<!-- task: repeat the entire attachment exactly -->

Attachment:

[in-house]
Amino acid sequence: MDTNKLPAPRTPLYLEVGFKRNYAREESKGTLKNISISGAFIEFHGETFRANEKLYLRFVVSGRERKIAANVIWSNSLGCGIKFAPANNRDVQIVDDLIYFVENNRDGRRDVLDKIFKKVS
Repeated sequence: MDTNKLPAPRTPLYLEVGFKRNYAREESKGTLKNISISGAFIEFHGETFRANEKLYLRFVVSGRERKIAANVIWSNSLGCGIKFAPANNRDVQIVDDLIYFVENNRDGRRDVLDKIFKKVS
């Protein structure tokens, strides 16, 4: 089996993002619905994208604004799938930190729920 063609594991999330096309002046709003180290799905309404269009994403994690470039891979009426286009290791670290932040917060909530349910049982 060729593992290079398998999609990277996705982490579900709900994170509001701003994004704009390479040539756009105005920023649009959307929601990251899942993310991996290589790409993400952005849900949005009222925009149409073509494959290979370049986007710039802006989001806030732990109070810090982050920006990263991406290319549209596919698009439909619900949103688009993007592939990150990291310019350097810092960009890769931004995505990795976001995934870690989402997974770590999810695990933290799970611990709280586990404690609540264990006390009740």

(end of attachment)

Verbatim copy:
[in-house]
Amino acid sequence: MDTNKLPAPRTPLYLEVGFKRNYAREESKGTLKNISISGAFIEFHGETFRANEKLYLRFVVSGRERKIAANVIWSNSLGCGIKFAPANNRDVQIVDDLIYFVENNRDGRRDVLDKIFKKVS
Repeated sequence: MDTNKLPAPRTPLYLEVGFKRNYAREESKGTLKNISISGAFIEFHGETFRANEKLYLRFVVSGRERKIAANVIWSNSLGCGIKFAPANNRDVQIVDDLIYFVENNRDGRRDVLDKIFKKVS
């Protein structure tokens, strides 16, 4: 089996993002619905994208604004799938930190729920 063609594991999330096309002046709003180290799905309404269009994403994690470039891979009426286009290791670290932040917060909530349910049982 060729593992290079398998999609990277996705982490579900709900994170509001701003994004704009390479040539756009105005920023649009959307929601990251899942993310991996290589790409993400952005849900949005009222925009149409073509494959290979370049986007710039802006989001806030732990109070810090982050920006990263991406290319549209596919698009439909619900949103688009993007592939990150990291310019350097810092960009890769931004995505990795976001995934870690989402997974770590999810695990933290799970611990709280586990404690609540264990006390009740």